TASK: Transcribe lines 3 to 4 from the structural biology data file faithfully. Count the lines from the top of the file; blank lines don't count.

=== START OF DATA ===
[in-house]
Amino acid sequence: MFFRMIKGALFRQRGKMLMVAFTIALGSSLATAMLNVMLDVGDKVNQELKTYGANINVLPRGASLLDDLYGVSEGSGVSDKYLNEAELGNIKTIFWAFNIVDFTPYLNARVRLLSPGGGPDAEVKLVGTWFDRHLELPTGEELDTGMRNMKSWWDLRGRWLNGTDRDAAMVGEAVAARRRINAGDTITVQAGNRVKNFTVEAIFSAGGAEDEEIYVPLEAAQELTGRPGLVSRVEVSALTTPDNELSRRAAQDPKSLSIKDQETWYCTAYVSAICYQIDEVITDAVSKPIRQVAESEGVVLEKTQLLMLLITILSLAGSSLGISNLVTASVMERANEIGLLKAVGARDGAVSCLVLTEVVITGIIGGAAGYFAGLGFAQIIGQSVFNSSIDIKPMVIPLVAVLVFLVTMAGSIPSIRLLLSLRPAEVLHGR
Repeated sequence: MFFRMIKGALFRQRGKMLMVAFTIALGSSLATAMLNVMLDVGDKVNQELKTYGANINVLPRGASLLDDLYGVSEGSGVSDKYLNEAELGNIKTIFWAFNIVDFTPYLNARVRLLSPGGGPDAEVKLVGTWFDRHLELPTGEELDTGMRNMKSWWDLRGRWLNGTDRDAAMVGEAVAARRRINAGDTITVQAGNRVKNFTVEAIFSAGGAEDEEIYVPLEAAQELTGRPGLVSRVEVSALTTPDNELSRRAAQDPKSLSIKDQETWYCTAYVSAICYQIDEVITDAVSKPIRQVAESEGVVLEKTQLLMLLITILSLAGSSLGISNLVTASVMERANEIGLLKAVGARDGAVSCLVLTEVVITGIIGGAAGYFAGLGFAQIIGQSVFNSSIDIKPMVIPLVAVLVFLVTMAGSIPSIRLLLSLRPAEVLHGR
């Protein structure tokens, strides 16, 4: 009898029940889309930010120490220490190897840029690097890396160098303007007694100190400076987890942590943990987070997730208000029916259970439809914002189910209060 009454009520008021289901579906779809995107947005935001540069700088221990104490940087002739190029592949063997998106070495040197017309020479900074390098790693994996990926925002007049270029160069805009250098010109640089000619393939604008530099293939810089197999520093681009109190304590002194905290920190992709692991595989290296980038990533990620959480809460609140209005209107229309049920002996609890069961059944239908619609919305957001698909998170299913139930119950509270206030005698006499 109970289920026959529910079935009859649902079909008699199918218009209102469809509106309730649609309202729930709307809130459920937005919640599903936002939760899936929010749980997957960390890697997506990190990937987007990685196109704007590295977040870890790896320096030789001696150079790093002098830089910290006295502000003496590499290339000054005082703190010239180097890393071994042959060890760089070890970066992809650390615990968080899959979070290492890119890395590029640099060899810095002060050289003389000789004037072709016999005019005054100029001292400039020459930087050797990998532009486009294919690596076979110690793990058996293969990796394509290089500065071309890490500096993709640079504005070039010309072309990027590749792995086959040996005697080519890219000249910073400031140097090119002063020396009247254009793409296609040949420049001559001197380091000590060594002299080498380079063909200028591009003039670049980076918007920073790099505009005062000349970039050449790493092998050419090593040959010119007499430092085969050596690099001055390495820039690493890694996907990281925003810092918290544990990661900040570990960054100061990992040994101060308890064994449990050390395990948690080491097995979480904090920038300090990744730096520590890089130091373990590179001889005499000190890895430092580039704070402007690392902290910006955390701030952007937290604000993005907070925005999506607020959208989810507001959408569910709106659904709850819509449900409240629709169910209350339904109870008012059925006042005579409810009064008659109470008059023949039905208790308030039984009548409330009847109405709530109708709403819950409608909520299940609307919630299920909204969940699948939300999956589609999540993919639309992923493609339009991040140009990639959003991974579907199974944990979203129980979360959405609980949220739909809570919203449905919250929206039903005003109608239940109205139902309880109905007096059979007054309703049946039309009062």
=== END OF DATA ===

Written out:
Repeated sequence: MFFRMIKGALFRQRGKMLMVAFTIALGSSLATAMLNVMLDVGDKVNQELKTYGANINVLPRGASLLDDLYGVSEGSGVSDKYLNEAELGNIKTIFWAFNIVDFTPYLNARVRLLSPGGGPDAEVKLVGTWFDRHLELPTGEELDTGMRNMKSWWDLRGRWLNGTDRDAAMVGEAVAARRRINAGDTITVQAGNRVKNFTVEAIFSAGGAEDEEIYVPLEAAQELTGRPGLVSRVEVSALTTPDNELSRRAAQDPKSLSIKDQETWYCTAYVSAICYQIDEVITDAVSKPIRQVAESEGVVLEKTQLLMLLITILSLAGSSLGISNLVTASVMERANEIGLLKAVGARDGAVSCLVLTEVVITGIIGGAAGYFAGLGFAQIIGQSVFNSSIDIKPMVIPLVAVLVFLVTMAGSIPSIRLLLSLRPAEVLHGR
């Protein structure tokens, strides 16, 4: 009898029940889309930010120490220490190897840029690097890396160098303007007694100190400076987890942590943990987070997730208000029916259970439809914002189910209060 009454009520008021289901579906779809995107947005935001540069700088221990104490940087002739190029592949063997998106070495040197017309020479900074390098790693994996990926925002007049270029160069805009250098010109640089000619393939604008530099293939810089197999520093681009109190304590002194905290920190992709692991595989290296980038990533990620959480809460609140209005209107229309049920002996609890069961059944239908619609919305957001698909998170299913139930119950509270206030005698006499 109970289920026959529910079935009859649902079909008699199918218009209102469809509106309730649609309202729930709307809130459920937005919640599903936002939760899936929010749980997957960390890697997506990190990937987007990685196109704007590295977040870890790896320096030789001696150079790093002098830089910290006295502000003496590499290339000054005082703190010239180097890393071994042959060890760089070890970066992809650390615990968080899959979070290492890119890395590029640099060899810095002060050289003389000789004037072709016999005019005054100029001292400039020459930087050797990998532009486009294919690596076979110690793990058996293969990796394509290089500065071309890490500096993709640079504005070039010309072309990027590749792995086959040996005697080519890219000249910073400031140097090119002063020396009247254009793409296609040949420049001559001197380091000590060594002299080498380079063909200028591009003039670049980076918007920073790099505009005062000349970039050449790493092998050419090593040959010119007499430092085969050596690099001055390495820039690493890694996907990281925003810092918290544990990661900040570990960054100061990992040994101060308890064994449990050390395990948690080491097995979480904090920038300090990744730096520590890089130091373990590179001889005499000190890895430092580039704070402007690392902290910006955390701030952007937290604000993005907070925005999506607020959208989810507001959408569910709106659904709850819509449900409240629709169910209350339904109870008012059925006042005579409810009064008659109470008059023949039905208790308030039984009548409330009847109405709530109708709403819950409608909520299940609307919630299920909204969940699948939300999956589609999540993919639309992923493609339009991040140009990639959003991974579907199974944990979203129980979360959405609980949220739909809570919203449905919250929206039903005003109608239940109205139902309880109905007096059979007054309703049946039309009062």